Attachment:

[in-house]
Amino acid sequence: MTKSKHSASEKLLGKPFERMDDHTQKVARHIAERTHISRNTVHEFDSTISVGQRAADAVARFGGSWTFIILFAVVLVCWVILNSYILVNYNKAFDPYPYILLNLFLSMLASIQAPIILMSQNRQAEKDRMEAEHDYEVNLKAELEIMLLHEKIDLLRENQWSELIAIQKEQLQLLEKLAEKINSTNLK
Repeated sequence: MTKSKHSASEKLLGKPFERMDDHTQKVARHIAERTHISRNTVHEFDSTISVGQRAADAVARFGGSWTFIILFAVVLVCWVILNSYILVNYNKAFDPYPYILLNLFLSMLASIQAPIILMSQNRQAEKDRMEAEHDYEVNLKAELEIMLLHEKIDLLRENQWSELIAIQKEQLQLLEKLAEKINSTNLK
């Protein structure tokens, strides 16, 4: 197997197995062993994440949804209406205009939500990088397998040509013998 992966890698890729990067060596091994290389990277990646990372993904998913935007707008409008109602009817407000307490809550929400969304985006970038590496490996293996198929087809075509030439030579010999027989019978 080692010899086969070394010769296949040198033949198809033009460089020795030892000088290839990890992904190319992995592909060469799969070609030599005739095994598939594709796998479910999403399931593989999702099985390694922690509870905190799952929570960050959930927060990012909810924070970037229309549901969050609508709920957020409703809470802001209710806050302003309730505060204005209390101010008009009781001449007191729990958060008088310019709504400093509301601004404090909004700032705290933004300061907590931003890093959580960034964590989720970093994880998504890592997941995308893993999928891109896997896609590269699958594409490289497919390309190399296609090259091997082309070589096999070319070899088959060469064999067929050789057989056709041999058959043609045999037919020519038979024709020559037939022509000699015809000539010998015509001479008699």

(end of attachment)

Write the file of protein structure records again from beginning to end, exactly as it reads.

[in-house]
Amino acid sequence: MTKSKHSASEKLLGKPFERMDDHTQKVARHIAERTHISRNTVHEFDSTISVGQRAADAVARFGGSWTFIILFAVVLVCWVILNSYILVNYNKAFDPYPYILLNLFLSMLASIQAPIILMSQNRQAEKDRMEAEHDYEVNLKAELEIMLLHEKIDLLRENQWSELIAIQKEQLQLLEKLAEKINSTNLK
Repeated sequence: MTKSKHSASEKLLGKPFERMDDHTQKVARHIAERTHISRNTVHEFDSTISVGQRAADAVARFGGSWTFIILFAVVLVCWVILNSYILVNYNKAFDPYPYILLNLFLSMLASIQAPIILMSQNRQAEKDRMEAEHDYEVNLKAELEIMLLHEKIDLLRENQWSELIAIQKEQLQLLEKLAEKINSTNLK
């Protein structure tokens, strides 16, 4: 197997197995062993994440949804209406205009939500990088397998040509013998 992966890698890729990067060596091994290389990277990646990372993904998913935007707008409008109602009817407000307490809550929400969304985006970038590496490996293996198929087809075509030439030579010999027989019978 080692010899086969070394010769296949040198033949198809033009460089020795030892000088290839990890992904190319992995592909060469799969070609030599005739095994598939594709796998479910999403399931593989999702099985390694922690509870905190799952929570960050959930927060990012909810924070970037229309549901969050609508709920957020409703809470802001209710806050302003309730505060204005209390101010008009009781001449007191729990958060008088310019709504400093509301601004404090909004700032705290933004300061907590931003890093959580960034964590989720970093994880998504890592997941995308893993999928891109896997896609590269699958594409490289497919390309190399296609090259091997082309070589096999070319070899088959060469064999067929050789057989056709041999058959043609045999037919020519038979024709020559037939022509000699015809000539010998015509001479008699």